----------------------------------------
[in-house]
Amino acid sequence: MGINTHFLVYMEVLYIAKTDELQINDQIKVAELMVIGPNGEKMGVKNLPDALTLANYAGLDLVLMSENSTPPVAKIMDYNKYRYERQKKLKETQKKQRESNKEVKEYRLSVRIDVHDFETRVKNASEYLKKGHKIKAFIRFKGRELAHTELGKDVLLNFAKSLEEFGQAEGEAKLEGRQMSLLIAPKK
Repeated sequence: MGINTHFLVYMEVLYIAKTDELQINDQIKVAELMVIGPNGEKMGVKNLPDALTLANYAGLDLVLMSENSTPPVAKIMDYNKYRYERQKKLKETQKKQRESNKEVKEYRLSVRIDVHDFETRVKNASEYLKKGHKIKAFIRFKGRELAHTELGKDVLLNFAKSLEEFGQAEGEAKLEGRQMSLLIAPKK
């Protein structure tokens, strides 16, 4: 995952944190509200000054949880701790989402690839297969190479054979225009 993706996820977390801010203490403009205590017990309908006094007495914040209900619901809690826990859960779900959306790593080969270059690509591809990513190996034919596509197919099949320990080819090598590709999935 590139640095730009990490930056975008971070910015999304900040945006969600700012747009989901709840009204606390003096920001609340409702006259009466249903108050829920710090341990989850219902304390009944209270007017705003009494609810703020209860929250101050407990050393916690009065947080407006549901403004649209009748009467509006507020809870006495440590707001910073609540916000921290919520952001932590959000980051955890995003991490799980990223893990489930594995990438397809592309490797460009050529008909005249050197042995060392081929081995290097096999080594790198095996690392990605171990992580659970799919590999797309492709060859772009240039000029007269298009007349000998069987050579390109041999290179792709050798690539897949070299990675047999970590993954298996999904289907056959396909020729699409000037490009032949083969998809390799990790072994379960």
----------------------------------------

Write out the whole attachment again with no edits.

[in-house]
Amino acid sequence: MGINTHFLVYMEVLYIAKTDELQINDQIKVAELMVIGPNGEKMGVKNLPDALTLANYAGLDLVLMSENSTPPVAKIMDYNKYRYERQKKLKETQKKQRESNKEVKEYRLSVRIDVHDFETRVKNASEYLKKGHKIKAFIRFKGRELAHTELGKDVLLNFAKSLEEFGQAEGEAKLEGRQMSLLIAPKK
Repeated sequence: MGINTHFLVYMEVLYIAKTDELQINDQIKVAELMVIGPNGEKMGVKNLPDALTLANYAGLDLVLMSENSTPPVAKIMDYNKYRYERQKKLKETQKKQRESNKEVKEYRLSVRIDVHDFETRVKNASEYLKKGHKIKAFIRFKGRELAHTELGKDVLLNFAKSLEEFGQAEGEAKLEGRQMSLLIAPKK
């Protein structure tokens, strides 16, 4: 995952944190509200000054949880701790989402690839297969190479054979225009 993706996820977390801010203490403009205590017990309908006094007495914040209900619901809690826990859960779900959306790593080969270059690509591809990513190996034919596509197919099949320990080819090598590709999935 590139640095730009990490930056975008971070910015999304900040945006969600700012747009989901709840009204606390003096920001609340409702006259009466249903108050829920710090341990989850219902304390009944209270007017705003009494609810703020209860929250101050407990050393916690009065947080407006549901403004649209009748009467509006507020809870006495440590707001910073609540916000921290919520952001932590959000980051955890995003991490799980990223893990489930594995990438397809592309490797460009050529008909005249050197042995060392081929081995290097096999080594790198095996690392990605171990992580659970799919590999797309492709060859772009240039000029007269298009007349000998069987050579390109041999290179792709050798690539897949070299990675047999970590993954298996999904289907056959396909020729699409000037490009032949083969998809390799990790072994379960």